Joseph Vella Bondin

Maltese Composers of Operas - Part 12 The Nani Dynasty

In this week’s blog Mr. Joseph Vella Bondin talks about a whole generation of composers – the Nani Dynasty.

In many ways, the Nani dynasty of musicians, maestri di cappella and composers was more colourful and innovative than its distinguished rival, the Bugeja dynasty. Its musical activities covered two centuries and 5 generations: Angelo (1751-1844), his son Emanuele (1769-1860), Emanuele’s nephew Paolo (1814-1904), Paolo’s son Antonio (1842-1929), Antonio’s son Paul (1906-1986).

The Nanis appeared in Malta in early 1766 when 16 year-old violin virtuoso Angelo ( born in the Republic of Venice on 16 March 1751) while performing in Malta as part of a concert tour with flutist Jean-Dietrich Rapp, was appointed chamber musician to Grandmaster Emmanuel Pinto. Angelo’s marriage on 11 April 1768 to Ninfa Schembri resulted in 12 children, and his musical work involved mainly the operatic theatre. He was a regular member of the Manoel Theatre orchestra and the Theatre’s impresario for six years (1783-87, 1791-93).

The first important Nani compositions were by Angelo’s son Emanuele born in Valletta on 15 March 1769, where he also died on 26 February 1860. A student of his father and Vincenzo Anfossi, probably his greatest claim to fame lies in his achievements as a violinist. His reputation spread abroad where he was much in demand, particularly in Sicily as first violinist in various theatres and Catania’s cathedral. Of particular importance was his engagement as primo violino e direttore dell’orchestra of the first municipal theatre in Catania, the Teatro Comunale, between 1821-22 and 1832-1835. There are also indications that in May and June 1845 he was in Egypt’s Alexandria as primo violino e direttore d’orchestra at the Italian Theatre when he also composed his 6 ouvertures in pot-pourri. His other work for the theatre was the complex and virtuosic Trois duos concertants pour deux violons. The rest of his 25 extant compositions are all liturgical.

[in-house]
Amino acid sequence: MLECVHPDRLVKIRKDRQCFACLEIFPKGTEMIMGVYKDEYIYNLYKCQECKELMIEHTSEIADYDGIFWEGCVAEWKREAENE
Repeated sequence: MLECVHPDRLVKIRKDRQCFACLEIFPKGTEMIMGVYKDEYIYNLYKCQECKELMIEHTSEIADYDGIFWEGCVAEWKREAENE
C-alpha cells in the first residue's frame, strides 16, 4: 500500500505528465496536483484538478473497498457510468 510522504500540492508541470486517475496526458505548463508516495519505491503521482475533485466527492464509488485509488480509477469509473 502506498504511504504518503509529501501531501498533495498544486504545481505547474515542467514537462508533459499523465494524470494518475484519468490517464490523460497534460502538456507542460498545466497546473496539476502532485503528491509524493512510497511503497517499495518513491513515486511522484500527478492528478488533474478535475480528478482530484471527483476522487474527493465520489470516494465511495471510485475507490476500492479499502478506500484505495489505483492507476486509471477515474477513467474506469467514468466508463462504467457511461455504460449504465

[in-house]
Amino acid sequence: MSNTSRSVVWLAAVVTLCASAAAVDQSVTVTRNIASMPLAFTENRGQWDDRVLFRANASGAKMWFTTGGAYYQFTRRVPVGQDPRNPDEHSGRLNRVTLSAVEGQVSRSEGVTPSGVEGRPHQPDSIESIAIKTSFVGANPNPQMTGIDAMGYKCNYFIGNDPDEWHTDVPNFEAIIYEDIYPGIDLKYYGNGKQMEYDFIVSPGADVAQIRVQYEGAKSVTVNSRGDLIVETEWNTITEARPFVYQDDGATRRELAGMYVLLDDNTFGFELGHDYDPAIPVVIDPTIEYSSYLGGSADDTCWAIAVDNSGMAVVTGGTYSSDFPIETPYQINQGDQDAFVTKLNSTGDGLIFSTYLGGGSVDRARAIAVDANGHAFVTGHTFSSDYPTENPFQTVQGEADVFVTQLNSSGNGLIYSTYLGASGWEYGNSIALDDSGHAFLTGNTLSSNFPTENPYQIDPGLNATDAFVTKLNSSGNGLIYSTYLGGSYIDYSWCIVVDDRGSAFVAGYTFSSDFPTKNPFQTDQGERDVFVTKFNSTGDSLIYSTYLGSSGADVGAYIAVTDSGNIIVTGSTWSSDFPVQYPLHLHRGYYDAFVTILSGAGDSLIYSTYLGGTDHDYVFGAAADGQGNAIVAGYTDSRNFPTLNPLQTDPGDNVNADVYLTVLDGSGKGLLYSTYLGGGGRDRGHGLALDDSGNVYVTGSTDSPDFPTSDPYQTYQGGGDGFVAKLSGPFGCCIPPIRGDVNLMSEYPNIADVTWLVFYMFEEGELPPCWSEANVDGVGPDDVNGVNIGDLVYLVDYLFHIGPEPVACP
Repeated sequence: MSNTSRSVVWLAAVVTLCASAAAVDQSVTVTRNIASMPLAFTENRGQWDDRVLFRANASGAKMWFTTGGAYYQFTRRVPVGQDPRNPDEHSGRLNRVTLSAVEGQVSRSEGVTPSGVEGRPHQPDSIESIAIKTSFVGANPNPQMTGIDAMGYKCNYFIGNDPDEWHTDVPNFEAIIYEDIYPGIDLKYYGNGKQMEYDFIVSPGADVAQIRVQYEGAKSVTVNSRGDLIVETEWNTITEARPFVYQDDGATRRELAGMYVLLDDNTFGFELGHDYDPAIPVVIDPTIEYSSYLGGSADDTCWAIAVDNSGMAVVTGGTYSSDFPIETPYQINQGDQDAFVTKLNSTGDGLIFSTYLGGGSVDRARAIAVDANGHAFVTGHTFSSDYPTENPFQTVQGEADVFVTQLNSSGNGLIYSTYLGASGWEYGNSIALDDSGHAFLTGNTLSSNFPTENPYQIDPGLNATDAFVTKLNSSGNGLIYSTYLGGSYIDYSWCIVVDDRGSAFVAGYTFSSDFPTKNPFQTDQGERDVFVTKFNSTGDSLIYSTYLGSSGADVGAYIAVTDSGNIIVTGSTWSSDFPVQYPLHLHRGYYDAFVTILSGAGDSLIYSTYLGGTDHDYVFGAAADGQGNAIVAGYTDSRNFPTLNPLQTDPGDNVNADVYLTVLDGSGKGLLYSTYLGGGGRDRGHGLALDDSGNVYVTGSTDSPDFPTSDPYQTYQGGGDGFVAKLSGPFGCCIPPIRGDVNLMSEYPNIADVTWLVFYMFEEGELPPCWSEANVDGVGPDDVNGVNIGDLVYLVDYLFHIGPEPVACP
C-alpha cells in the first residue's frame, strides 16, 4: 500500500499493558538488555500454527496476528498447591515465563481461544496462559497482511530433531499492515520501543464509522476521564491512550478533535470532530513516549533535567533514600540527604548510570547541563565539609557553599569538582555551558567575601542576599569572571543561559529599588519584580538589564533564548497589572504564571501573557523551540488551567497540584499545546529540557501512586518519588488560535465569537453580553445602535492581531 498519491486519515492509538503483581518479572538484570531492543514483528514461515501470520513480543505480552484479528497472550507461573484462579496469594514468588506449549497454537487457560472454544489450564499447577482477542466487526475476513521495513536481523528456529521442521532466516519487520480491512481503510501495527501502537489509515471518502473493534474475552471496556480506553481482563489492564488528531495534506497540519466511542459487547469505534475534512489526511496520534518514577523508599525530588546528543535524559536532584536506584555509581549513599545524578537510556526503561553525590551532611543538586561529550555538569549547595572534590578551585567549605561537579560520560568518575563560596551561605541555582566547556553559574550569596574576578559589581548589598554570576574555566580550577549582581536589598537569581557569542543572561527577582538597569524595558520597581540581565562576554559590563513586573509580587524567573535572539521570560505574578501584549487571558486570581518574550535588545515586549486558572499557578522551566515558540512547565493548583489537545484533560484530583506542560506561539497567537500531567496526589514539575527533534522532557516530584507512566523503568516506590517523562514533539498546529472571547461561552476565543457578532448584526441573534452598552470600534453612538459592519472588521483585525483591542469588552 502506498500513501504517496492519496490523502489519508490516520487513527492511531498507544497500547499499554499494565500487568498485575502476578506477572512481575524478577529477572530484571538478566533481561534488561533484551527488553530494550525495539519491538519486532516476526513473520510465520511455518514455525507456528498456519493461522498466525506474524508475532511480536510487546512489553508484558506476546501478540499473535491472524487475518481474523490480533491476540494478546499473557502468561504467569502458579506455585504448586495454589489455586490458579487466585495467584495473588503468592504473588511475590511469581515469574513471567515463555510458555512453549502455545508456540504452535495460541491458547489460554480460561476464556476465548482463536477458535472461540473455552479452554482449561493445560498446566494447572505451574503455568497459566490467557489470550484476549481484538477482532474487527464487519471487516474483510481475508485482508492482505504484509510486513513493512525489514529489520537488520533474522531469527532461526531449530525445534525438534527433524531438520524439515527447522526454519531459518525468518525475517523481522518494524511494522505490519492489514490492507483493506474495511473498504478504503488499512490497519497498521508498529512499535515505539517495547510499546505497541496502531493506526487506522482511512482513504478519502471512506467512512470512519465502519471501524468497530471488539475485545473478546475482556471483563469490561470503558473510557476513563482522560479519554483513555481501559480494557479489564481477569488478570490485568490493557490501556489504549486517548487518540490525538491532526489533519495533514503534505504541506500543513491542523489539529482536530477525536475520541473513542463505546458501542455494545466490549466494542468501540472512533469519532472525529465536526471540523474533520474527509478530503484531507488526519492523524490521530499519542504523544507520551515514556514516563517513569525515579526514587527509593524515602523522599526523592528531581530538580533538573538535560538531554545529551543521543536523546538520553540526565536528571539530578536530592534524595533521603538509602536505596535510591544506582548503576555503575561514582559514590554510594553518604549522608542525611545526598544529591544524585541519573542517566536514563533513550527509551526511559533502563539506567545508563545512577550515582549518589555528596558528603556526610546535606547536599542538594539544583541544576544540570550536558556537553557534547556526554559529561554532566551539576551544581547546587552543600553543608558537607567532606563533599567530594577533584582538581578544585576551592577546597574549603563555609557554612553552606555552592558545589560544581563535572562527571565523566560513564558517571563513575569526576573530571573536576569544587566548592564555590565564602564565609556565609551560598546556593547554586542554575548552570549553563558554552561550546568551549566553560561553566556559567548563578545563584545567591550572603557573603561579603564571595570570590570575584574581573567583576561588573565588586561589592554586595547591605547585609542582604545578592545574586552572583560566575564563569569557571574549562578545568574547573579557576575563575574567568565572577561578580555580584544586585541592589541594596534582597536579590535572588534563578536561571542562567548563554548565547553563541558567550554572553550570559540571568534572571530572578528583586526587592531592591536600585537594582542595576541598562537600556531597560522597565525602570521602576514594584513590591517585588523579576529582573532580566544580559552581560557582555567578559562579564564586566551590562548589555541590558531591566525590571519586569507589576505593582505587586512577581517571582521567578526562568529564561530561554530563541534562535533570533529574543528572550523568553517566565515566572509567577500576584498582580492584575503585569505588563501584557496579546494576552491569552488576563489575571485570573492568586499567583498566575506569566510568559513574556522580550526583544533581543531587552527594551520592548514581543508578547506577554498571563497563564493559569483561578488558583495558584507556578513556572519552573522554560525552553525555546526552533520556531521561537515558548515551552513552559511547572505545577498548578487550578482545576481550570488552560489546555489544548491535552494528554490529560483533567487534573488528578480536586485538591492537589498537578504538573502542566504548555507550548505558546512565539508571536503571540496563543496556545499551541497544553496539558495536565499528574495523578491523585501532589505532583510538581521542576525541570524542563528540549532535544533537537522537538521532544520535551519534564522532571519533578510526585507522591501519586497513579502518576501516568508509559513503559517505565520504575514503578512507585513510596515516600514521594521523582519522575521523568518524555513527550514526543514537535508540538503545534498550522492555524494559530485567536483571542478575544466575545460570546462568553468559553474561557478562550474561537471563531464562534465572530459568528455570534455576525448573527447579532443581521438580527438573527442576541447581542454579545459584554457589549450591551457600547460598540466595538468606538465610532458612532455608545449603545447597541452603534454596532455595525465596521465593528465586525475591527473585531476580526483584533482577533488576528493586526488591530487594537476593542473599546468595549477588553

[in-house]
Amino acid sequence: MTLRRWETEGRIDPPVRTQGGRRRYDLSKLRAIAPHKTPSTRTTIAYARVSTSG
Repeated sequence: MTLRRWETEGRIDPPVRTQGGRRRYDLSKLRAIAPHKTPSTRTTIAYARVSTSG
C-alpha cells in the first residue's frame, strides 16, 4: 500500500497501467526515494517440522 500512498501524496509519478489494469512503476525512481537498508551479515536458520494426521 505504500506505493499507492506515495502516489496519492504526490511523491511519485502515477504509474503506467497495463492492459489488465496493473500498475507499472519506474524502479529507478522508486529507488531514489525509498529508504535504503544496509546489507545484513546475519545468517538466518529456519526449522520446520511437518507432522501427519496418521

Emanuele’s musical life in church and theatre seems to have influenced his nephew Paolo. Born in Valletta on 18 November 1814, Paolo initially desired a life in jurisprudence, the other congenital Nani family profession. In fact he graduated as an advocate in Civil and Canon law from the University of Malta in December 1832, when he was only 18. His inclination to music, particularly as exercised by Emanuele, was also strong and even as a youth he had studied music with Giuseppe Burlon. In July 1833, he left for Naples to refine his musical studies under Niccolò Zingarelli and Gaetano Donizetti  at the  Conservatorio di San Pietro a Majella. On 4 August 1838, he returned permanently to Malta a fully qualified maestro di musica.

Paolo’s family connections may have been influential in obtaining for him his first liturgical commissions and to be able to fulfil them he quickly formed his own cappella di musica on the lines of that of the Bugeja family. He also started composing very attractive and melodic liturgical works which he performed in the commissioning churches, among them  St Paul’s Shipwreck and the Carmelite Basilica  both in Valletta. His success was enormous and soon his music and his cappella di musica, became a national reality and as important as the Bugeja Family.

A fertile composer, Paolo wrote about 200 different works of which 188 were for the use of his cappella. Their language is purely operatic and during his lifetime he was accused of being disrespectful to the sacred liturgy by bringing pure opera into the local church. It is in fact true that he used wholly operatic techniques which were foreign to what was then regarded as music proper for the liturgy. However, it was the kind of music that struck a chord in people’s temperament and which brought the multitudes into the churches.

Paolo’s career in the theatre began when impresario Domenico Amore appointed him maestro concertatore for the Manoel’s 1840-41 opera season. His ability in this field was so impressive that he continued to do this work continuously until the 1888-89 season, first at the Manoel and then, from 1866, in the newly opened Teatru Rjal and under a host of different impresarios.

But Nani’s exceptional versatility was impressive, and he was ready to step in whenever the opera house needed him. Thus, in addition to his normal role as maestro concertatore, he frequently acted as regista, charged with guiding and co-ordinating the multifarious complex elements involved in opera staging.

For the 1842-3 and the 1856-60 seasons, he was also appointed principal conductor. He was furthermore often requested to edit operas to be staged in the Manoel. An example is Francesco Gnecco’s  comic opera La prova di un’opera seria for its presentations during the 1840-1 season when he cut some of Gnecco’s music and substituted it with his pithier interventions.

He also composed for the Manoel a comic opera in two acts La mezza notte, libretto by Francesco Malagricci, premiered before a full house on 22 May 1844, with an excellent cast that did full justice to the ingenious and melodious score conducted by the composer himself. Its success was such that this musical farce was put on again during the next season.  

Paolo Nani died on 24 March 1904 and his funeral was one of the most spectacular in the annals of Maltese history, almost a national manifestation, a sign of the respect and admiration the Maltese nation had for him and his music.

Mr. Joseph Vella Bondin's next blog will deal with Paolo Nani’s son Antonio and the Cappella Nani.